McCaw says Schmidt would face stiff competition for NZ job

All Blacks legend insists there’s no shortage of capable contenders on the home front

Joe Schmidt: will make up his mind this month on his future post the World Cup in 2019. Photograph: Dan Sheridan/Inpho

Joe Schmidt: will make up his mind this month on his future post the World Cup in 2019. Photograph: Dan Sheridan/Inpho

 

At the end of this month Joe Schmidt will make up his mind about his future after Tokyo 2019. He will be clear-minded about his options. Schmidt 53, has been at the Ireland helm since succeeding Declan Kidney in the summer of 2013.

New Zealand coach Steve Hansen will be doing the same after two terms and eight years in charge of the All Blacks. Even US presidents pack their bags after that.

But Schimdt, according to former New Zealand openside flanker Richie McCaw, will face stiff competition if he prizes the top job, one normally open to those who cut their coaching stripes in Super Rugby.

McCaw does not see Schmidt’s time spent in France and Ireland as disbarring him from the role. But stepping into Hansen’s position, should the two decide to move on, would be far from a shoo-in despite the high esteem in which the Irish coach is held.

“I think the NZRU has been great in the last few years as being pretty pragmatic around wanting what’s best for the job,” says McCaw.

“If you have the best coach available who wants to come back and he’s motivated to coach the All Blacks and he’s the right man for the job, well then you would have to weigh all those things up.”

But McCaw also points to other coaches closer to home, one of whom Irish players will be very familiar with. In 2013 Jon Plumtree was confirmed as forwards coach for the Ireland team, working alongside a coach who was, at the time, new to the Irish job, Joe Schmidt.

“There’s a few names that could pop up,” says McCaw. “You’ve got Scott Robertson, who is reasonably new to Super Rugby but he’s back to back Crusaders champion and will be another year down the track with Crusaders. He’s obviously doing a pretty good job.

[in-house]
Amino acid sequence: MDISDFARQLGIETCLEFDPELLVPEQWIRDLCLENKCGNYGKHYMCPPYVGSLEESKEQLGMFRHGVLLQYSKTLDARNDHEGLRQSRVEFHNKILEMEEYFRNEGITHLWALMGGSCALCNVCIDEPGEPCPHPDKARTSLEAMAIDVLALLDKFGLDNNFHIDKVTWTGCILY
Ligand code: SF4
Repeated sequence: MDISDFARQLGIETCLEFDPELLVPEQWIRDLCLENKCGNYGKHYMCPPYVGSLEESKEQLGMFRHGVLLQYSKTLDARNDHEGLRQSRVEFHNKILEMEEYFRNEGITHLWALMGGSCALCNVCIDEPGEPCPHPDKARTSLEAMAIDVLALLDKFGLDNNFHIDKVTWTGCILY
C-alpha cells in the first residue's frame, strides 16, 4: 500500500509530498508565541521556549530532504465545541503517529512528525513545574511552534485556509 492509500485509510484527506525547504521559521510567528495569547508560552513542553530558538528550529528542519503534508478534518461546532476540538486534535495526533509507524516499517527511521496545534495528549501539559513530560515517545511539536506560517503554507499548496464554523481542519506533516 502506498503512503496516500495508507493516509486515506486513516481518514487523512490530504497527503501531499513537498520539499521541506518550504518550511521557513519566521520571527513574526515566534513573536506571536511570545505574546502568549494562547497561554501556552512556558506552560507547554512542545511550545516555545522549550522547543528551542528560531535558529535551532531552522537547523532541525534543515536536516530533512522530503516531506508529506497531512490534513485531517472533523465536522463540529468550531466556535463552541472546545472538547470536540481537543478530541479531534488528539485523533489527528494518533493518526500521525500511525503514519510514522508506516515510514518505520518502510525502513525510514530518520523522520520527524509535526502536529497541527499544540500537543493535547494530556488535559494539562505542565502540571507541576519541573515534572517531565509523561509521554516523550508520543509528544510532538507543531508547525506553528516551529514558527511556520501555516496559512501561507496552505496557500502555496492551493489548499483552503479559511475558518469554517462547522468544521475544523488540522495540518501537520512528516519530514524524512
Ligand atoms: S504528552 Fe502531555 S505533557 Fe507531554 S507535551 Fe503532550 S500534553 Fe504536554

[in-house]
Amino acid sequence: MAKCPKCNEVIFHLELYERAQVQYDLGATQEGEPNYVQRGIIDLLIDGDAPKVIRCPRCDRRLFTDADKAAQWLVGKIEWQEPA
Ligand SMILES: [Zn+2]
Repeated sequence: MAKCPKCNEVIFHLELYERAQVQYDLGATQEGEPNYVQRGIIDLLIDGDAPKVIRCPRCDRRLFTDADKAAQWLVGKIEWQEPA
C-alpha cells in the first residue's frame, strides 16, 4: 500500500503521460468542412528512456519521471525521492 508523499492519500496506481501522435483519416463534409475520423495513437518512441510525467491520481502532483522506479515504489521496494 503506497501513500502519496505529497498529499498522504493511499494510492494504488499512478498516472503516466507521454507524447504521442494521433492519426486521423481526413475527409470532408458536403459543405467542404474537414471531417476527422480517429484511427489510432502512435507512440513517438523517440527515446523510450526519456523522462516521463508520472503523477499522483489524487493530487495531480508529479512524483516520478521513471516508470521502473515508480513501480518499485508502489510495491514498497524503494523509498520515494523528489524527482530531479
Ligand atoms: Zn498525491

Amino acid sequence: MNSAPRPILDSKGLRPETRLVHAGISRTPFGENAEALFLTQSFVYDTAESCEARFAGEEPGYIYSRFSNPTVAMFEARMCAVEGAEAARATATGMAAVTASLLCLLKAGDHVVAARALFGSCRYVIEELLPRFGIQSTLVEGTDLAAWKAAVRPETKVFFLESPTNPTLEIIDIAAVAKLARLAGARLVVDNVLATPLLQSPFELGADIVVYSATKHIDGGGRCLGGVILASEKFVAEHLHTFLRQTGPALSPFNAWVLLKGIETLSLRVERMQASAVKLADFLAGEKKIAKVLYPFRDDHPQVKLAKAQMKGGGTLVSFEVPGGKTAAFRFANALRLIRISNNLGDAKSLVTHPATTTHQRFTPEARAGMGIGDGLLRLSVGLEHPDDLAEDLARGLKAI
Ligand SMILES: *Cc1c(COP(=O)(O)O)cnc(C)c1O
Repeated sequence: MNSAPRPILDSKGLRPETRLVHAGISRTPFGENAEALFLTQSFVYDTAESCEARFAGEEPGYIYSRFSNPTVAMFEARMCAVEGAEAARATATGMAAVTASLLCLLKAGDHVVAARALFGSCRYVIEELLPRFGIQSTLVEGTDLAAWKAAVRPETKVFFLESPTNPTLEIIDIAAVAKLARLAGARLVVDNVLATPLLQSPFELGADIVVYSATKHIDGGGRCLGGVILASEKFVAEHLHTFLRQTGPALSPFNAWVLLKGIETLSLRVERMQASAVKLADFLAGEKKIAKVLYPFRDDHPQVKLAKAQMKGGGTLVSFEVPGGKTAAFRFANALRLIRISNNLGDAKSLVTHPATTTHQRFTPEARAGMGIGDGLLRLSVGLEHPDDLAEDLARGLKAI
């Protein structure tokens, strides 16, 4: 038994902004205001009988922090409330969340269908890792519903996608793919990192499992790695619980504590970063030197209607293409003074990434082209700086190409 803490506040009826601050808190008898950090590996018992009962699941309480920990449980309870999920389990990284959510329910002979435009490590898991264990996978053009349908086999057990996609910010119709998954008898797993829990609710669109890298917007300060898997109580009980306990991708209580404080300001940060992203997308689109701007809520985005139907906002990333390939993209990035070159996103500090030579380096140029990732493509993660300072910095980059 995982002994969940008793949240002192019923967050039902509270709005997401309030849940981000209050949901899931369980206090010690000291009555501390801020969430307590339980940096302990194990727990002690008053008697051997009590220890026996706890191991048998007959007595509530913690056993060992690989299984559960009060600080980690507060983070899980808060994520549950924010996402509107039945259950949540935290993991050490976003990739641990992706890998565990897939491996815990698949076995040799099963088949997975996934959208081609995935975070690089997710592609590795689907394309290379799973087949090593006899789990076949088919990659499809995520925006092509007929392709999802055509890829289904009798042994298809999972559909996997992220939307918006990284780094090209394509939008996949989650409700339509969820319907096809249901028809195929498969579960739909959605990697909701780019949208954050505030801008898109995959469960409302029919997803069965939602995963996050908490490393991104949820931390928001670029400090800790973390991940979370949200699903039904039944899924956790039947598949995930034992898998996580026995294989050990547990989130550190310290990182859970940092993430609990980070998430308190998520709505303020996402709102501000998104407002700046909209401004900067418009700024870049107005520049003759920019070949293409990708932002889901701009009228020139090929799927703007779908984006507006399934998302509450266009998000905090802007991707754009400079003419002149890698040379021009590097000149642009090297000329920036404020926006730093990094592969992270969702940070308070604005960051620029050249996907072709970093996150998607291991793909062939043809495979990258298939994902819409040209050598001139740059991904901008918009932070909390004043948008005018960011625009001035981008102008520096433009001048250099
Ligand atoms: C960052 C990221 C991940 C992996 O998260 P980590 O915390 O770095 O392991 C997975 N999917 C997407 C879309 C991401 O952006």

“Then you’ve got a guy like Jamie Joseph, who is coaching the Japanese at the moment. But he was coaching the Highlanders for a number of years; I don’t know if he’s even interested given where he is at the moment. And you’ve got a guy called John Plumtree who has coached a lot of Super Rugby in South Africa and is back coaching the Hurricanes.

Good guys

“So there are some quite good guys floating around in New Zealand, and I think it’s great for New Zealand rugby that you’ve got a lot of guys who you could put there and say they can do quite a good job. And they want to find the best.”

Despite the distance and time away the world has shrunk and Schmidt’s reputation carries to New Zealand. With back-to-back Six Nations titles in his first two campaigns and a third Grand Slam in Irish history last March, his watch has seen the rise and rise of Irish rugby.

A Schmidt-tailored team also beat New Zealand for the first time, won a first Test series in Australia since 1979 and beat the Springboks on South African soil, in effect truly globalising Irish success. Still, 12 years away from home. Could next week be construed as a job interview?

“I think that they want the best that they can get,” says McCaw before adding a caveat. “So I don’t see that [12 years away] being a stopper at all. But I think it won’t be just a given either.

“They would be silly not to look at people, a Joe Schmidt or a Vern Cotter [Montpellier]), those sort of guys that haven’t been coaching in New Zealand but are the right men for the job.”

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